Several limitations are worth noting in the context of studies included in this systematic review. Despite the application of rigorous inclusion criteria, it is essential to acknowledge the variability in the quality of the selected studies. Such variability may stem from limitations in sample size, research design, or data collection methods, which, in turn, have the potential to influence the overall robustness of synthesized evidence. Future research should adopt a mixed methods approach that combines high-quality quantitative and qualitative methods, allowing researchers to provide an in-depth understanding of parental viewpoints. Moreover, a bias is evident within the included studies, as our findings rely on studies predominantly conducted in the US with White female participants of a high socioeconomic status. Such bias restricts the generality of our findings from a translational perspective. Culture plays a pivotal role in shaping attitudes. Research failing to encompass the views and preferences of a culturally diverse population is at a high risk of low uptake by the community it is set to serve. Future research should examine whether the present findings remain valid across cultures by engaging a broader range of populations, encompassing diversity in location, gender, age, cultural background, and socioeconomic status. To meet this aim, specific outreach to the communities under-represented in our review should be prioritized. This could be facilitated by adopting a multicultural approach to research, e.g., by involving researchers and clinicians from diverse backgrounds and locations and using multilingual parental surveys.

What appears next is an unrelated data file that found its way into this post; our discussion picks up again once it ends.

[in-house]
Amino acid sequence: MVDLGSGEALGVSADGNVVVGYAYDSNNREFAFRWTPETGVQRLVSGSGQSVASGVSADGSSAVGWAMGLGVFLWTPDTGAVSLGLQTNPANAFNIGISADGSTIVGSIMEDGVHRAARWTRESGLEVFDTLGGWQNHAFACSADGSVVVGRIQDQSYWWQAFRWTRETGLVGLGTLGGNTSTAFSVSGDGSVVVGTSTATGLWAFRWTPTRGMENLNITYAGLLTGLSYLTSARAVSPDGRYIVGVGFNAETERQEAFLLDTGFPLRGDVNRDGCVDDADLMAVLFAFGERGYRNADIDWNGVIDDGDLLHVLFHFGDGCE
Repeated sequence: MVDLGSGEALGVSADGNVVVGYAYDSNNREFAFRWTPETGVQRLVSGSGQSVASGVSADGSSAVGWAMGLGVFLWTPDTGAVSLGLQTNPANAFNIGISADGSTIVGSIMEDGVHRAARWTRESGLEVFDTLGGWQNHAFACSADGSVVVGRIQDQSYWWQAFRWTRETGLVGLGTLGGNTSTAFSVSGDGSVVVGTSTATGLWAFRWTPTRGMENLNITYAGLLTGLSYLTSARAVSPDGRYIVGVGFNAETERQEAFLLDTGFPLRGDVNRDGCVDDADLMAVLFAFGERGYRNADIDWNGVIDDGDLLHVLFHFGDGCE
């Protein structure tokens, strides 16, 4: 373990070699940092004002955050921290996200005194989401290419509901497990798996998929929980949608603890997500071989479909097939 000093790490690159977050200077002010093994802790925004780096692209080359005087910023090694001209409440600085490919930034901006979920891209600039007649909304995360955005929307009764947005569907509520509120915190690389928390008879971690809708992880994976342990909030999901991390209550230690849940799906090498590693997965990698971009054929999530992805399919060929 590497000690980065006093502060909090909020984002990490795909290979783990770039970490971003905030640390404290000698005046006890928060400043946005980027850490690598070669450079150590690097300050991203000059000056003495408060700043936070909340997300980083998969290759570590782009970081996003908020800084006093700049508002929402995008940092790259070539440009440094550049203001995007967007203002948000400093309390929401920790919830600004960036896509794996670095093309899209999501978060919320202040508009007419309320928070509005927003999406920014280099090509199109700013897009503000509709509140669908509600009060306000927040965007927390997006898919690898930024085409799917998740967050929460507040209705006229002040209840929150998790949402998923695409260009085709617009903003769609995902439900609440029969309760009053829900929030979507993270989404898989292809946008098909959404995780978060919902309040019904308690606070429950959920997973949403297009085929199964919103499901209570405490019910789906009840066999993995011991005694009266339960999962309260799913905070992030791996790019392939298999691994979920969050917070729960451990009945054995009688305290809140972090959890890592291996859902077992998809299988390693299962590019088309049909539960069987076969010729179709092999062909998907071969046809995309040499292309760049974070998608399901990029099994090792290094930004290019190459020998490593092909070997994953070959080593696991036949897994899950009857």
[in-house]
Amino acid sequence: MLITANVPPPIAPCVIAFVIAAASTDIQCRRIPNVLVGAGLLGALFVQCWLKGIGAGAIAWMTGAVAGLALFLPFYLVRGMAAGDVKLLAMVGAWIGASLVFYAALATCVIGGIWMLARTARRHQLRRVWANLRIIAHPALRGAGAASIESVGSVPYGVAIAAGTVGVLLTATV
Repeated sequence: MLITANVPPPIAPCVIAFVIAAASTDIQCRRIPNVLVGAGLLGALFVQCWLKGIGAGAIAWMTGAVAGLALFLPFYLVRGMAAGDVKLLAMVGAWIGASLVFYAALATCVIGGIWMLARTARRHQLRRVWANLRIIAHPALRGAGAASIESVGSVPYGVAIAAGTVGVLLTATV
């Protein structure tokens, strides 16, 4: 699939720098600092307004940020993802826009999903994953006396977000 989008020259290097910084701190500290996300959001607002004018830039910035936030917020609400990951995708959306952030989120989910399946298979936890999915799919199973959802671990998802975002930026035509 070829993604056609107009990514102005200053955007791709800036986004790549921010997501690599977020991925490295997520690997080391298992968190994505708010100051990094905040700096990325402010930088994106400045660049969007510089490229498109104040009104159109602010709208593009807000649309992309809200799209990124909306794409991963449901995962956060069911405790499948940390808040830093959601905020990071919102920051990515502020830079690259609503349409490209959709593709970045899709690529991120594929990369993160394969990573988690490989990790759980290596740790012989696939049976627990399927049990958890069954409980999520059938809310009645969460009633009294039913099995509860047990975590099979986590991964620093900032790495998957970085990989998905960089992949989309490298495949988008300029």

In sum, our review shows that parents wish to access genetic testing with their views being profoundly shaped by their desire to understand ASD and seek medical treatment and intervention as early as possible. Healthcare providers can be pivotal in empowering parents to make informed decisions through clear, compassionate communication and counseling. Future research should seek to fill in an essential gap in the literature, which is to capture parental views from a diverse population.

Acknowledgments

We are grateful to Javier Virues-Ortega for his valuable comments on an earlier version of this manuscript.

Declarations

Conflict of interest

The authors have no financial or non-financial interests to disclose.

Ethical Approval

This article does not contain any studies with human participants or animals performed by any of the authors.
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Metagegevens
Titel
Parental Perspectives on Early Life Screening and Genetic Testing for ASD: A Systematic Review
Auteurs
Katerina Dounavi
Meral Koldas
Publicatiedatum
14-02-2024
Uitgeverij
Springer US
Gepubliceerd in
Journal of Autism and Developmental Disorders
Print ISSN: 0162-3257
Elektronisch ISSN: 1573-3432
DOI
https://doi.org/10.1007/s10803-023-06231-z